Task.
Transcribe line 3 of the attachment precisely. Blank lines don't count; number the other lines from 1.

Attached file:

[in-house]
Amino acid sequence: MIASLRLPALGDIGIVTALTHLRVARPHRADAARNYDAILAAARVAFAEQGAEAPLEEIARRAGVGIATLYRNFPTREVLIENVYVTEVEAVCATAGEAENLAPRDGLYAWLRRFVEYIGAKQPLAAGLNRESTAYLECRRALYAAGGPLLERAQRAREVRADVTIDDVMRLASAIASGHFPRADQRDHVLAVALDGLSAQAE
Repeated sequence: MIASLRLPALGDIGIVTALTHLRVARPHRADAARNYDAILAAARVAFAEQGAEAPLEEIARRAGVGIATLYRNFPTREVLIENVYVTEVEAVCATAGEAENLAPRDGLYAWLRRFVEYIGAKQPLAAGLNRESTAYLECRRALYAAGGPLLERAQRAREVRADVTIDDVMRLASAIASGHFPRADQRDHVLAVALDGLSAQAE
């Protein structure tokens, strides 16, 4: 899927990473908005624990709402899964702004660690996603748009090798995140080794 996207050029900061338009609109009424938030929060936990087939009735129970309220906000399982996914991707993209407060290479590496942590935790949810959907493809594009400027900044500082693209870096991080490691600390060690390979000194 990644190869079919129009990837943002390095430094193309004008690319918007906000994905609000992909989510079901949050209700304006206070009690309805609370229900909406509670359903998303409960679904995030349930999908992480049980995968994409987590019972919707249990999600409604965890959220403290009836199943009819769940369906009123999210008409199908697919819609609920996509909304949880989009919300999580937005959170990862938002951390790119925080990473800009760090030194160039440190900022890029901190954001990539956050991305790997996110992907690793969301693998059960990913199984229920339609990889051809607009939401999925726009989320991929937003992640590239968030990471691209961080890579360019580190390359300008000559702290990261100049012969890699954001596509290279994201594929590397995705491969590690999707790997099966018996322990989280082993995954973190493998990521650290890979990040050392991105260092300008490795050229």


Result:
Repeated sequence: MIASLRLPALGDIGIVTALTHLRVARPHRADAARNYDAILAAARVAFAEQGAEAPLEEIARRAGVGIATLYRNFPTREVLIENVYVTEVEAVCATAGEAENLAPRDGLYAWLRRFVEYIGAKQPLAAGLNRESTAYLECRRALYAAGGPLLERAQRAREVRADVTIDDVMRLASAIASGHFPRADQRDHVLAVALDGLSAQAE